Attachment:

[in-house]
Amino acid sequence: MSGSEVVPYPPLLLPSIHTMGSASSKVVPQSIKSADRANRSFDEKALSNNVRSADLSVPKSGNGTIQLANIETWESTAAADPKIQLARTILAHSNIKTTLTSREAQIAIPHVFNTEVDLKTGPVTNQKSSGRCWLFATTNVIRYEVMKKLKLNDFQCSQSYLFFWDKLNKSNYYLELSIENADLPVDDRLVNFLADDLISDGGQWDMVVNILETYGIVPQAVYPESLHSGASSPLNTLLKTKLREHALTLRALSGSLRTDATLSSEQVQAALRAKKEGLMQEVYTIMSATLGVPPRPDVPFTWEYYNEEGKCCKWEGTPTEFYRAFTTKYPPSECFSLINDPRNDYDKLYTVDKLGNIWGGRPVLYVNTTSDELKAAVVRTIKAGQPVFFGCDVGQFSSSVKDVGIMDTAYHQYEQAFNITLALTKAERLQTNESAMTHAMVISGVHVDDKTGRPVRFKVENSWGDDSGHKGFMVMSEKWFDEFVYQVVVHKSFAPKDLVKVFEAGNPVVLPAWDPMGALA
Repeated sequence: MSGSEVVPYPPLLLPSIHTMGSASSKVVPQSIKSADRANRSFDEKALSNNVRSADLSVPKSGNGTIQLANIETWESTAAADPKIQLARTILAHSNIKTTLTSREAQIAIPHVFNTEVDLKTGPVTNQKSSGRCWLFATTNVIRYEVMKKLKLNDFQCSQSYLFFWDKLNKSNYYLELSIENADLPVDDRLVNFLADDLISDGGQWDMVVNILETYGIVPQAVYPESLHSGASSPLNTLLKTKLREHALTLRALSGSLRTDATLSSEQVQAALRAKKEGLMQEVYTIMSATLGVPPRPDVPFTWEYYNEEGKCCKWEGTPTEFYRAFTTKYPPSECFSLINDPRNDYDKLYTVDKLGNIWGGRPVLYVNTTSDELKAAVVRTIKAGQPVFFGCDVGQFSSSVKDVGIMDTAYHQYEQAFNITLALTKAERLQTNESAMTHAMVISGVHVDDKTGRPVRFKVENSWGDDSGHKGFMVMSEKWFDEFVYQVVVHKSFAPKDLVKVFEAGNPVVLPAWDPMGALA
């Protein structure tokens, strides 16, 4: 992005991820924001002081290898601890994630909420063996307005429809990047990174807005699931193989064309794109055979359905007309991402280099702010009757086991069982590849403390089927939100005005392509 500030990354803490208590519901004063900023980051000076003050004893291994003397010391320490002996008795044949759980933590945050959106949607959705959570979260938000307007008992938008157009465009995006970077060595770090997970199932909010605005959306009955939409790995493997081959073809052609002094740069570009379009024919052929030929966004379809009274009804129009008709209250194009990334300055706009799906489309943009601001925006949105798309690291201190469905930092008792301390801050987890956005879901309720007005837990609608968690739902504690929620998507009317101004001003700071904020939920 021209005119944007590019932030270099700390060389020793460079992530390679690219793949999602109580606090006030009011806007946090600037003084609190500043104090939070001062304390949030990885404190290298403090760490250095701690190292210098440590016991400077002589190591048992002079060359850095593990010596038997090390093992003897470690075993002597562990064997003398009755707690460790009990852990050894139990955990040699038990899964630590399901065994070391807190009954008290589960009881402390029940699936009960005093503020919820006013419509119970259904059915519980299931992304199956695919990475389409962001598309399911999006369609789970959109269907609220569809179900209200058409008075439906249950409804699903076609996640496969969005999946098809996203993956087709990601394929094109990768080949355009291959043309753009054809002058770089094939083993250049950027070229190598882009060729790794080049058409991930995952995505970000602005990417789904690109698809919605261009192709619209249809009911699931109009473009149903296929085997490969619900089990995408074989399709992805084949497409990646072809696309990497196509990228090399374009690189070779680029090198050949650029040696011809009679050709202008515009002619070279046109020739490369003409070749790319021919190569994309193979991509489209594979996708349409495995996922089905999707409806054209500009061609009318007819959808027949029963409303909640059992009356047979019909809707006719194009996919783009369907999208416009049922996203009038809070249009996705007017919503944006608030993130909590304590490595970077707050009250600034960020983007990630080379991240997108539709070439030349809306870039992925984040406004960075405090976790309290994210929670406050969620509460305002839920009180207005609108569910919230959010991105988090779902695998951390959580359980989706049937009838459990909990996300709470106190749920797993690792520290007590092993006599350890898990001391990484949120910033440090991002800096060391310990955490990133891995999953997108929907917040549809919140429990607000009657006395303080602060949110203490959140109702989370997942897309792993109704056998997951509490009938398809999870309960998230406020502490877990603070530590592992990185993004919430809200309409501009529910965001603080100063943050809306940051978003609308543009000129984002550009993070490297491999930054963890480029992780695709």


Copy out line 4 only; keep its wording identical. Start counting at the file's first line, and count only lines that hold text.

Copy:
């Protein structure tokens, strides 16, 4: 992005991820924001002081290898601890994630909420063996307005429809990047990174807005699931193989064309794109055979359905007309991402280099702010009757086991069982590849403390089927939100005005392509 500030990354803490208590519901004063900023980051000076003050004893291994003397010391320490002996008795044949759980933590945050959106949607959705959570979260938000307007008992938008157009465009995006970077060595770090997970199932909010605005959306009955939409790995493997081959073809052609002094740069570009379009024919052929030929966004379809009274009804129009008709209250194009990334300055706009799906489309943009601001925006949105798309690291201190469905930092008792301390801050987890956005879901309720007005837990609608968690739902504690929620998507009317101004001003700071904020939920 021209005119944007590019932030270099700390060389020793460079992530390679690219793949999602109580606090006030009011806007946090600037003084609190500043104090939070001062304390949030990885404190290298403090760490250095701690190292210098440590016991400077002589190591048992002079060359850095593990010596038997090390093992003897470690075993002597562990064997003398009755707690460790009990852990050894139990955990040699038990899964630590399901065994070391807190009954008290589960009881402390029940699936009960005093503020919820006013419509119970259904059915519980299931992304199956695919990475389409962001598309399911999006369609789970959109269907609220569809179900209200058409008075439906249950409804699903076609996640496969969005999946098809996203993956087709990601394929094109990768080949355009291959043309753009054809002058770089094939083993250049950027070229190598882009060729790794080049058409991930995952995505970000602005990417789904690109698809919605261009192709619209249809009911699931109009473009149903296929085997490969619900089990995408074989399709992805084949497409990646072809696309990497196509990228090399374009690189070779680029090198050949650029040696011809009679050709202008515009002619070279046109020739490369003409070749790319021919190569994309193979991509489209594979996708349409495995996922089905999707409806054209500009061609009318007819959808027949029963409303909640059992009356047979019909809707006719194009996919783009369907999208416009049922996203009038809070249009996705007017919503944006608030993130909590304590490595970077707050009250600034960020983007990630080379991240997108539709070439030349809306870039992925984040406004960075405090976790309290994210929670406050969620509460305002839920009180207005609108569910919230959010991105988090779902695998951390959580359980989706049937009838459990909990996300709470106190749920797993690792520290007590092993006599350890898990001391990484949120910033440090991002800096060391310990955490990133891995999953997108929907917040549809919140429990607000009657006395303080602060949110203490959140109702989370997942897309792993109704056998997951509490009938398809999870309960998230406020502490877990603070530590592992990185993004919430809200309409501009529910965001603080100063943050809306940051978003609308543009000129984002550009993070490297491999930054963890480029992780695709």